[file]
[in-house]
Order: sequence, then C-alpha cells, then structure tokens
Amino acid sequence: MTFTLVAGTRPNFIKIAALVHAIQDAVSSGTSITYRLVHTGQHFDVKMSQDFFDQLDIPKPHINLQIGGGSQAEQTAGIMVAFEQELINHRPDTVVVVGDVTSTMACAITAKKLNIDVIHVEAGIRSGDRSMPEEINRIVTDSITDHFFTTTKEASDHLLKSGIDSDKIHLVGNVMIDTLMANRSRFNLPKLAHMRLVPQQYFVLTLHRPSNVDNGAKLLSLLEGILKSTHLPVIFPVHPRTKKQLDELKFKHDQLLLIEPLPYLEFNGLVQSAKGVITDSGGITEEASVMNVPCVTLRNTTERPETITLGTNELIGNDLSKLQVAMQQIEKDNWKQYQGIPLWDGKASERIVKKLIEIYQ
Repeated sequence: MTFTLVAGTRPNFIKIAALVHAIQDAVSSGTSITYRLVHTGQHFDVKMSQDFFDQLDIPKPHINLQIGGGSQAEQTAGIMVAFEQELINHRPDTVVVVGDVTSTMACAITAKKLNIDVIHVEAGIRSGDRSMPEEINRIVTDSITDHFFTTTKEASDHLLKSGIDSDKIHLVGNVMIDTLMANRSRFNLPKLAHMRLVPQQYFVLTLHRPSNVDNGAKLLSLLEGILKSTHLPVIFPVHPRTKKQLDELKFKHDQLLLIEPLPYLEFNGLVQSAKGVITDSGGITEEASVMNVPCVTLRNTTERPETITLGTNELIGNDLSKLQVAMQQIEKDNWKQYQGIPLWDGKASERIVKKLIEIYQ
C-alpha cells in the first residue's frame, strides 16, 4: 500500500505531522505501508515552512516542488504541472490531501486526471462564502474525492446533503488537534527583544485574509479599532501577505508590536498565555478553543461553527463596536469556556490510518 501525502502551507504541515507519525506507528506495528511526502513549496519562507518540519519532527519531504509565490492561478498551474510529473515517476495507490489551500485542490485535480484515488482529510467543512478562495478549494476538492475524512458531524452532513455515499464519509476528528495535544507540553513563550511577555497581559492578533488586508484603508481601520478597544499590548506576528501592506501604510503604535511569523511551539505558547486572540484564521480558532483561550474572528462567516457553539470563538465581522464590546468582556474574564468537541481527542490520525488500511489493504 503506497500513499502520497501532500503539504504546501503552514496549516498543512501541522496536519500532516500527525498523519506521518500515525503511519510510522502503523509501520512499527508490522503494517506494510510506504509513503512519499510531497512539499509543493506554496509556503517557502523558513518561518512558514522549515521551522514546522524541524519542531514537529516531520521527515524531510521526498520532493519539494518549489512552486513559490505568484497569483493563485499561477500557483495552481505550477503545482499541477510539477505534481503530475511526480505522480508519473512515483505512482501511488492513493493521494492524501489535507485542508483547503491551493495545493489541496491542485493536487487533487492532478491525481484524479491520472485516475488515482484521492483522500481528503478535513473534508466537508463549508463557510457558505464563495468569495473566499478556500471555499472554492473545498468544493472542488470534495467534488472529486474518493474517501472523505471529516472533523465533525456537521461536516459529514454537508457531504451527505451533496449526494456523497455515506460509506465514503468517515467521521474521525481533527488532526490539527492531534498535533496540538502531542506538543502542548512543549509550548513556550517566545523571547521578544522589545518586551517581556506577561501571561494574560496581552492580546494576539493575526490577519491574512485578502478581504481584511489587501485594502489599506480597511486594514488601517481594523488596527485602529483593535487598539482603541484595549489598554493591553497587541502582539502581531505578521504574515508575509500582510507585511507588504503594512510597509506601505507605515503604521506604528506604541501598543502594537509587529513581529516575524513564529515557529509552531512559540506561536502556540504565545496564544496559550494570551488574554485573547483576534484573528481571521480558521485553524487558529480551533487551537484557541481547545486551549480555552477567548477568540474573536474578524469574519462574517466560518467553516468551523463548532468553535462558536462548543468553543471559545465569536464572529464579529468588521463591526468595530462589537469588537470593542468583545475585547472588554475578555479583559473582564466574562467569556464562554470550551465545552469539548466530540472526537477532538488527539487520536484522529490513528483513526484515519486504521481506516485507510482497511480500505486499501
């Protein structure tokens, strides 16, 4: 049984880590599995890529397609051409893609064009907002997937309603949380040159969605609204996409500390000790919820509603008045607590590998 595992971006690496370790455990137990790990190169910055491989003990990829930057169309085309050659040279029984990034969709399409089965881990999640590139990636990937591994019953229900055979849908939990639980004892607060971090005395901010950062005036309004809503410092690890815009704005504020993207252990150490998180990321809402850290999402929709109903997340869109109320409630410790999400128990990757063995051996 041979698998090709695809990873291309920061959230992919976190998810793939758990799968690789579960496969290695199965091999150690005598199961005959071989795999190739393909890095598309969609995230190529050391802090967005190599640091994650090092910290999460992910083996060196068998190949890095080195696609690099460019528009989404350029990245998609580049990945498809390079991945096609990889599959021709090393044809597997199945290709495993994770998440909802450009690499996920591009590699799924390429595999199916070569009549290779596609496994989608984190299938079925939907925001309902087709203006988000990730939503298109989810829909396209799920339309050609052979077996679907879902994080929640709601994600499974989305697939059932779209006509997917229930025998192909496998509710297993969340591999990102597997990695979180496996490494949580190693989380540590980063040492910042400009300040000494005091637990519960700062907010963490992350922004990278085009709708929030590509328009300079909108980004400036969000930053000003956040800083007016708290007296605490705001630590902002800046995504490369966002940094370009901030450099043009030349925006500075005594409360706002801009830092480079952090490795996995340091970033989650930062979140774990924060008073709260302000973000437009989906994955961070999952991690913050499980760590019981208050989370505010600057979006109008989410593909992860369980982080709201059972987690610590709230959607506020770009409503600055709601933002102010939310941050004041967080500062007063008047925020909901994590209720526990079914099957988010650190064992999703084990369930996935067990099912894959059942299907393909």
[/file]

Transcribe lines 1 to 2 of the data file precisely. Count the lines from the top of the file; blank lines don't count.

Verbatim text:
[in-house]
Order: sequence, then C-alpha cells, then structure tokens